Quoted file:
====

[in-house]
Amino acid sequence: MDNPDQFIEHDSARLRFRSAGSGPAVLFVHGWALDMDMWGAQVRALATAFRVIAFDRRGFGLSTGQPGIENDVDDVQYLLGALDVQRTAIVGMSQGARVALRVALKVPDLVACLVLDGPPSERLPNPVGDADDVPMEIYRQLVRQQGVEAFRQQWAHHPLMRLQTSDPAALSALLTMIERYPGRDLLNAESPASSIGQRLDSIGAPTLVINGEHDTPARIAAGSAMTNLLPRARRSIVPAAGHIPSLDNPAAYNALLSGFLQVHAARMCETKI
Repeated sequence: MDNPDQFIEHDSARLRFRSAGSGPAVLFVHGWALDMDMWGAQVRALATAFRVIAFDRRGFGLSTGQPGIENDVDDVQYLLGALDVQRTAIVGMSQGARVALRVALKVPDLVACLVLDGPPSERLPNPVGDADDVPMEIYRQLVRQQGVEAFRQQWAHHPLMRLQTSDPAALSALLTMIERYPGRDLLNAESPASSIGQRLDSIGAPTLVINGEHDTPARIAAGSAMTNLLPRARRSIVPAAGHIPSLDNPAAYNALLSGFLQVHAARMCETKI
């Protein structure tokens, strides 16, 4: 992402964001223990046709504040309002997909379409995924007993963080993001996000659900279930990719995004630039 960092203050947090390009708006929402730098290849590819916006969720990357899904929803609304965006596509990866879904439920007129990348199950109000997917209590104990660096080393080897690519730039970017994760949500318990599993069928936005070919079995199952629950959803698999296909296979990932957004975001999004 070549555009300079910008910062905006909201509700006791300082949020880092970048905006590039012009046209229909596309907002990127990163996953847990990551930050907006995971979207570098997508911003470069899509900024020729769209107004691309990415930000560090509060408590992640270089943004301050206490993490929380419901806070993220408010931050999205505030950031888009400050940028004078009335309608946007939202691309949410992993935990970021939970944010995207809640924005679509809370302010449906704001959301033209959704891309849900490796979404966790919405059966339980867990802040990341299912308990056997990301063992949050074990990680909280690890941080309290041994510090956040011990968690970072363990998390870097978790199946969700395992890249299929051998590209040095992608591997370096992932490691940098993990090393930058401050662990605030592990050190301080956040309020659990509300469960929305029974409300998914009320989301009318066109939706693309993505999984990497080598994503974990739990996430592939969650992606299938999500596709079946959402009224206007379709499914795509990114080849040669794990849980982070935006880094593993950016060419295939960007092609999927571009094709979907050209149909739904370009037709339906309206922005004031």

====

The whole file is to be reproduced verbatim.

[in-house]
Amino acid sequence: MDNPDQFIEHDSARLRFRSAGSGPAVLFVHGWALDMDMWGAQVRALATAFRVIAFDRRGFGLSTGQPGIENDVDDVQYLLGALDVQRTAIVGMSQGARVALRVALKVPDLVACLVLDGPPSERLPNPVGDADDVPMEIYRQLVRQQGVEAFRQQWAHHPLMRLQTSDPAALSALLTMIERYPGRDLLNAESPASSIGQRLDSIGAPTLVINGEHDTPARIAAGSAMTNLLPRARRSIVPAAGHIPSLDNPAAYNALLSGFLQVHAARMCETKI
Repeated sequence: MDNPDQFIEHDSARLRFRSAGSGPAVLFVHGWALDMDMWGAQVRALATAFRVIAFDRRGFGLSTGQPGIENDVDDVQYLLGALDVQRTAIVGMSQGARVALRVALKVPDLVACLVLDGPPSERLPNPVGDADDVPMEIYRQLVRQQGVEAFRQQWAHHPLMRLQTSDPAALSALLTMIERYPGRDLLNAESPASSIGQRLDSIGAPTLVINGEHDTPARIAAGSAMTNLLPRARRSIVPAAGHIPSLDNPAAYNALLSGFLQVHAARMCETKI
């Protein structure tokens, strides 16, 4: 992402964001223990046709504040309002997909379409995924007993963080993001996000659900279930990719995004630039 960092203050947090390009708006929402730098290849590819916006969720990357899904929803609304965006596509990866879904439920007129990348199950109000997917209590104990660096080393080897690519730039970017994760949500318990599993069928936005070919079995199952629950959803698999296909296979990932957004975001999004 070549555009300079910008910062905006909201509700006791300082949020880092970048905006590039012009046209229909596309907002990127990163996953847990990551930050907006995971979207570098997508911003470069899509900024020729769209107004691309990415930000560090509060408590992640270089943004301050206490993490929380419901806070993220408010931050999205505030950031888009400050940028004078009335309608946007939202691309949410992993935990970021939970944010995207809640924005679509809370302010449906704001959301033209959704891309849900490796979404966790919405059966339980867990802040990341299912308990056997990301063992949050074990990680909280690890941080309290041994510090956040011990968690970072363990998390870097978790199946969700395992890249299929051998590209040095992608591997370096992932490691940098993990090393930058401050662990605030592990050190301080956040309020659990509300469960929305029974409300998914009320989301009318066109939706693309993505999984990497080598994503974990739990996430592939969650992606299938999500596709079946959402009224206007379709499914795509990114080849040669794990849980982070935006880094593993950016060419295939960007092609999927571009094709979907050209149909739904370009037709339906309206922005004031």